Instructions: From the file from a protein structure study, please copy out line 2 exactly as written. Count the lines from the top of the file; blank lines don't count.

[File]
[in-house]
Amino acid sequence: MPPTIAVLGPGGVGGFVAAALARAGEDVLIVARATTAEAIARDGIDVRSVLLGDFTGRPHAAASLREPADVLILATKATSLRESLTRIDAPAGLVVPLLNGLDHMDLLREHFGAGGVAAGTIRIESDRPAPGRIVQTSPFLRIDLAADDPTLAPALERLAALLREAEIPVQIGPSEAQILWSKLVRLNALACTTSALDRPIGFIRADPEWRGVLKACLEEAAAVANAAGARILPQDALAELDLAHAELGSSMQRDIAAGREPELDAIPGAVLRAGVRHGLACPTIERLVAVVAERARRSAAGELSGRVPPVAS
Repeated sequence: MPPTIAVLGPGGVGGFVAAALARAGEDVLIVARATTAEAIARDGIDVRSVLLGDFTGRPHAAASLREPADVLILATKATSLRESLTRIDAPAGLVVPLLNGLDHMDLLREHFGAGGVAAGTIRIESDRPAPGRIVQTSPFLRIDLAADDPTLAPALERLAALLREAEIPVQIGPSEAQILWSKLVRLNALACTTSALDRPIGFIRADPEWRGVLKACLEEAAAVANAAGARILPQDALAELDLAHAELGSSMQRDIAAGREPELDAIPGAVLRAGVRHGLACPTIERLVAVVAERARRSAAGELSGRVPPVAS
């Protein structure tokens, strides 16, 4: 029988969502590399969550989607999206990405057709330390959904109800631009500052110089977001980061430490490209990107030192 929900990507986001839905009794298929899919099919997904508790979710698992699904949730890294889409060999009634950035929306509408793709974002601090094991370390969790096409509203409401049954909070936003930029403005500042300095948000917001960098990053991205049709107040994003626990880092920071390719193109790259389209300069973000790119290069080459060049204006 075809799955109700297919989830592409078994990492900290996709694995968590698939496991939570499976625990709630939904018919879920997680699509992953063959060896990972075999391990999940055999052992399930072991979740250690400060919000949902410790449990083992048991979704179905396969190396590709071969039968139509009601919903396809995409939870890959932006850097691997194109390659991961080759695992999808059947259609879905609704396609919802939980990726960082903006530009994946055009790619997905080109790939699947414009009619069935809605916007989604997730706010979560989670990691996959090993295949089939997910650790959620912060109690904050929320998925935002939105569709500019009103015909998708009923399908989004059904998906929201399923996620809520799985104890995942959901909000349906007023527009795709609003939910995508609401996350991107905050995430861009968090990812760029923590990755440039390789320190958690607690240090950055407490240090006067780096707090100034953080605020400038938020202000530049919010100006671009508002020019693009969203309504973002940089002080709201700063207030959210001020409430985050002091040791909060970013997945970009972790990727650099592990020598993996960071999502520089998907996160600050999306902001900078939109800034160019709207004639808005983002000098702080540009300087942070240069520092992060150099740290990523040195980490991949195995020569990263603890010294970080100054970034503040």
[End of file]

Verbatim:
Amino acid sequence: MPPTIAVLGPGGVGGFVAAALARAGEDVLIVARATTAEAIARDGIDVRSVLLGDFTGRPHAAASLREPADVLILATKATSLRESLTRIDAPAGLVVPLLNGLDHMDLLREHFGAGGVAAGTIRIESDRPAPGRIVQTSPFLRIDLAADDPTLAPALERLAALLREAEIPVQIGPSEAQILWSKLVRLNALACTTSALDRPIGFIRADPEWRGVLKACLEEAAAVANAAGARILPQDALAELDLAHAELGSSMQRDIAAGREPELDAIPGAVLRAGVRHGLACPTIERLVAVVAERARRSAAGELSGRVPPVAS